Law Making in a Hierarchical Judicial System
On June 10, 1996, the U. S. Supreme Court handed down its decision in the case of Whren v. United States.1 Whren and a co-defendant, accused of federal drug law violations, had been convicted in District Court and, after appealing to the U. S. Court of Appeals for the District of Columbia Circuit, had lost there too. At both courts they had requested that the drugs found in Whren's car be excluded from evidence at their trial, contending that the arresting police officers' purported basis for stopping them – a minor traffic infraction – was in fact a pretext, employed because the officers wished to search for drugs but had no probable cause to do so. Their argument now failed for a third time. According to a unanimous Supreme Court, “the District Court found that the officers had probable cause to believe that petitioners had violated the traffic code. That rendered the stop reasonable under the Fourth Amendment, the evidence thereby discovered admissible, and the upholding of the convictions by the Court of Appeals for the District of Columbia Circuit correct” (819).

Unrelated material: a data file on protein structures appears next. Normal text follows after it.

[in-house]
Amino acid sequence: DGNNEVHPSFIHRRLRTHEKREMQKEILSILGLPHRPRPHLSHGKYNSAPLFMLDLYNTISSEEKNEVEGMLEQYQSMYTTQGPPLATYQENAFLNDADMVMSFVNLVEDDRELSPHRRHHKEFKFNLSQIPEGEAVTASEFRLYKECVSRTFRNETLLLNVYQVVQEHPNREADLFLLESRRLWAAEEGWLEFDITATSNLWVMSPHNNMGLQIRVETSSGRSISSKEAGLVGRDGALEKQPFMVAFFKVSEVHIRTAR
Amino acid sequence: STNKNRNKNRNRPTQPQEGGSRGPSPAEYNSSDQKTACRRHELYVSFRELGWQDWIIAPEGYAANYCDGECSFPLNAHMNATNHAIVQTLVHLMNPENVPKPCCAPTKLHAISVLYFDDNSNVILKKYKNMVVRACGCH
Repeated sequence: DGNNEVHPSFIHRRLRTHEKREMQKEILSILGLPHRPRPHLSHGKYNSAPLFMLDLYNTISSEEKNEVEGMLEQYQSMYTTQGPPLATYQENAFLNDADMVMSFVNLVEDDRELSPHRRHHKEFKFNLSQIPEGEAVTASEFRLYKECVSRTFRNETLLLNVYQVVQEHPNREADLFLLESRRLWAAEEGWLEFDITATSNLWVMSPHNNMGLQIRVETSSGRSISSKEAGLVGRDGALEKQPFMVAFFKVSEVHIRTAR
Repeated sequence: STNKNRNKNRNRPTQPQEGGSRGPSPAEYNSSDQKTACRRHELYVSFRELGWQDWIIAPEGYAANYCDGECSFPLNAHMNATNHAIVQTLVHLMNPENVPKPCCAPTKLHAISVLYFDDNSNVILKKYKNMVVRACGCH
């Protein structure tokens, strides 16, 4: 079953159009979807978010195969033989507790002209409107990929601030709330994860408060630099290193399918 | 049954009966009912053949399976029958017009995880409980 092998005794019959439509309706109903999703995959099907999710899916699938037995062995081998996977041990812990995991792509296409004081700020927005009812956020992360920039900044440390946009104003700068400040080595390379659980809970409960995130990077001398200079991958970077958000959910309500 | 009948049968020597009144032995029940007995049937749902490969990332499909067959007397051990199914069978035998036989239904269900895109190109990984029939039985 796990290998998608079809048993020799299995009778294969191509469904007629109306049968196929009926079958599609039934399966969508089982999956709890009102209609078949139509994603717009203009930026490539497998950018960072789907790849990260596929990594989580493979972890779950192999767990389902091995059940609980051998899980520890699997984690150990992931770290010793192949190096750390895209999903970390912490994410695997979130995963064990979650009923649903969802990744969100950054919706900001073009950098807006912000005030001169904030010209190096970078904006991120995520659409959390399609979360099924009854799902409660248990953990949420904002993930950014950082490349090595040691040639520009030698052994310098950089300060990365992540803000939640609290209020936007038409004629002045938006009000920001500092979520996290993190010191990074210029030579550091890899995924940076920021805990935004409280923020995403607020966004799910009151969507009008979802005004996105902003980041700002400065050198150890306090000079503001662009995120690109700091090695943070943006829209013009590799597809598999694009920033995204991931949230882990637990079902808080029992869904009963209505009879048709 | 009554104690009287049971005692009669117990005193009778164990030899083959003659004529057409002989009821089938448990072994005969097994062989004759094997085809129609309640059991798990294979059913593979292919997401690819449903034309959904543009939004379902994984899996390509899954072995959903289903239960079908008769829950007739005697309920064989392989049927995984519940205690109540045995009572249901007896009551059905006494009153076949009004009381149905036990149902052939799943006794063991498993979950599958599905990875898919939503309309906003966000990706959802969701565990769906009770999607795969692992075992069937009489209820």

When viewed as a single Supreme Court case or even a series of cases involving a single defendant, these events probably seem unremarkable. In reality, though, they constitute only the final chapter in a complex, intriguing legal saga involving numerous defendants and courts. The first chapter began eleven years earlier, on June 5, 1985.
Early that morning, two men driving along Interstate 95 in Florida were stopped by a trooper from the Highway Patrol. The trooper called for a drug dog, which, sniffing the exterior of the men's car, signaled the____________________